October 25, 2012 - 1:25pm
BY RAY MALO
Two of the most intelligent, focused rappers in the game dropped new records on Monday. So I spent some of Tuesday trying to explain the beauty of hip hop to my dad again (who believes me, but understandably can’t get past the frequent ugly misogyny). Which isn’t to say I believe he should start with either Kendrick Lamar’s good kid, m.A.A.d city or P.O.S.’s We Don’t Even Live Here, but simply that, by dismissing an entire genre, he’s missing some true gems. It’s far too ambitious to begin at Hip-Hop 101, so here Pop, check out Black Star’s “Astronomy (8th Light).”
Anyway, these two records. So far, Kendrick’s debut album on Interscope has deservedly hogged most of the attention. But I’ll start with Minneapolis’s P.O.S., who recently cancelled his tour because he needs a kidney transplant (Pulling for you, dude.).
We Don’t Even Live Here has a clear mission statement, which P.O.S. declares early on the anti-materialism second track, “Fuck Your Stuff”: “We genuinely believe that all your shit is fake.” The song, and the record thereafter, oozes a confidence attributed to his unflinching belief that he is right. Shit is fake these days.
P.O.S. is an engaging rapper and excellent lyricist, but his most impressive quality comes from his hardcore and punk background: he can put together tunes, not just rhymes. He writes verses in a traditional sense, within the context of pop song structure. Songs with more traditional instrumentation, especially “They Can’t Come” and “How We Land” (the latter featuring vocals from Bon Iver’s Justin Vernon) are the album’s musical highlights.
But alas, the album’s production is inconsistent and leans heavily towards electro, particularly on the second side. It’s not a match with P.O.S.’s rap style or, frankly, anyone’s. It seems a move indicative of a smart musician too fascinated with the intense (but ultimately lowest common denominator) dubstep beats that inexplicably remain in vogue in mainstream hip hop. Somewhere in there, his mission statement becomes lost in the bass womps.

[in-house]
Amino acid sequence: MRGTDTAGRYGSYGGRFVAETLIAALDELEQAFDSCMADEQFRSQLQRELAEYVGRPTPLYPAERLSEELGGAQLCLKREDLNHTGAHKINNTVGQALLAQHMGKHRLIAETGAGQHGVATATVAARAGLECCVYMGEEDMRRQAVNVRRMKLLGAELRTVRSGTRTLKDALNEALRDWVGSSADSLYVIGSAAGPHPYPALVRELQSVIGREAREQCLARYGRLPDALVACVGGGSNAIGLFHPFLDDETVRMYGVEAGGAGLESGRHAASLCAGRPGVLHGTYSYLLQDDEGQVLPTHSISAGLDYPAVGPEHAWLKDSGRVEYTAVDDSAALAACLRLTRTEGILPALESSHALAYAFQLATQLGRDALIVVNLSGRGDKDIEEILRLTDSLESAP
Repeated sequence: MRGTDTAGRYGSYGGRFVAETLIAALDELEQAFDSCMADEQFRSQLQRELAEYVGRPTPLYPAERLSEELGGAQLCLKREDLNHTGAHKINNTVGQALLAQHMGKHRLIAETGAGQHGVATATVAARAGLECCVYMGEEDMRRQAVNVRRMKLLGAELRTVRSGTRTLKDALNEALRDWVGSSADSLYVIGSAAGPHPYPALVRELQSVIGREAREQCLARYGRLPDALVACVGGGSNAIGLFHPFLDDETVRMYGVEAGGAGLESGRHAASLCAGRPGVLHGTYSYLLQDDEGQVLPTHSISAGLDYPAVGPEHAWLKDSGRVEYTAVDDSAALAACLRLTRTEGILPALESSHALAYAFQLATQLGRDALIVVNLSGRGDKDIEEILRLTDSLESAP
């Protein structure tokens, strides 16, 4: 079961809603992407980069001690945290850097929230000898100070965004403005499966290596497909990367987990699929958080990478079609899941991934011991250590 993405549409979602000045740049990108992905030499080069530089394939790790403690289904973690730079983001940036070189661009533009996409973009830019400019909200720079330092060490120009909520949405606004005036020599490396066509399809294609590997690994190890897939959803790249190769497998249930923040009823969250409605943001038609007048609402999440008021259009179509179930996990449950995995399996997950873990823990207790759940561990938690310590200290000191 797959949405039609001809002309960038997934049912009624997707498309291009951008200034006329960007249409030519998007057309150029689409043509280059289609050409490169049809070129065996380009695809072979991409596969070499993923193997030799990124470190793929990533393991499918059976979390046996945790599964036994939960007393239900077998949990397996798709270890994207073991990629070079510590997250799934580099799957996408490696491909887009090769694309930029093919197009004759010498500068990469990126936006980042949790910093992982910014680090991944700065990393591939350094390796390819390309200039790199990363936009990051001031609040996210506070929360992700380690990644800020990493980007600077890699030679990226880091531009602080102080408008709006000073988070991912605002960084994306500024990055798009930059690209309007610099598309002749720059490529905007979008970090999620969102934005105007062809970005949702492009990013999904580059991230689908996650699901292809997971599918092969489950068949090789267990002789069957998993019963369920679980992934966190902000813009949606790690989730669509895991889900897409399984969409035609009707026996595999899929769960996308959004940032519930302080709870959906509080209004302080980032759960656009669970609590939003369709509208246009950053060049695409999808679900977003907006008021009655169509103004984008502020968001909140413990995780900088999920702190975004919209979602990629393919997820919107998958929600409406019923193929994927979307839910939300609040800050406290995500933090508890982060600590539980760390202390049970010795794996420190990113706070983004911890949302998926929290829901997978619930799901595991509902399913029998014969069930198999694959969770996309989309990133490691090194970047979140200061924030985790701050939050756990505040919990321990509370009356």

Kendrick Lamar’s debut does not share this problem. Prominently featuring tasteful samples from the likes of Beach House and Janet Jackson, good kid, m.A.A.d city is a beast musically: a great record for a windows up, deeply reflective nighttime drive.
But to focus too heavily on the stunning production would be to risk missing the stories. Kendrick’s rowdy teen years in gang-riddled Compton take center stage and, from a serendipitous phone call from mom that prevents bloody confrontation to having his racially-profiled neck stepped on, the good kid in a mad city has much to say.
Still, it’s a difficult and at times abrasive record, with subject matter that’s hard to sort through. Scrawled on the album cover below its title is “A Short Film by Kendrick Lamar.” Like a talented filmmaker, he has a knack for showing, not telling, but a casual listener may conclude that this is more of the same old Gangsta Rap.
Kendrick’s parents make several cameos throughout the album, in the form of the sort of drawn-out, oft humorous voicemails I get from my mom twice a week. On “Real,” the beautifully reflective track that should close out the album (before Dre reminds us that he’s just a guy who makes outdated beats and overpriced headphones), Kendrick’s mom tells him, “Come back a man, tell your story to these black and brown kids in Compton. Let them know you was just like them, but you rose from that dark place of violence, becoming a positive person.”
Be proud, mama. Unlike the hyper-violent West Coast Gangsta Rap scene that precedes him, songs like “Poetic Justice” make it clear that Kendrick approaches this heavy subject matter with the thoughtfulness of a kid raised right: “I write poems in these songs dedicated to you when / You’re in the mood for empathy, there’s blood in my pen.” Kendrick has been there, he’s thankful he got out, and he hopes the next kid will be as fortunate.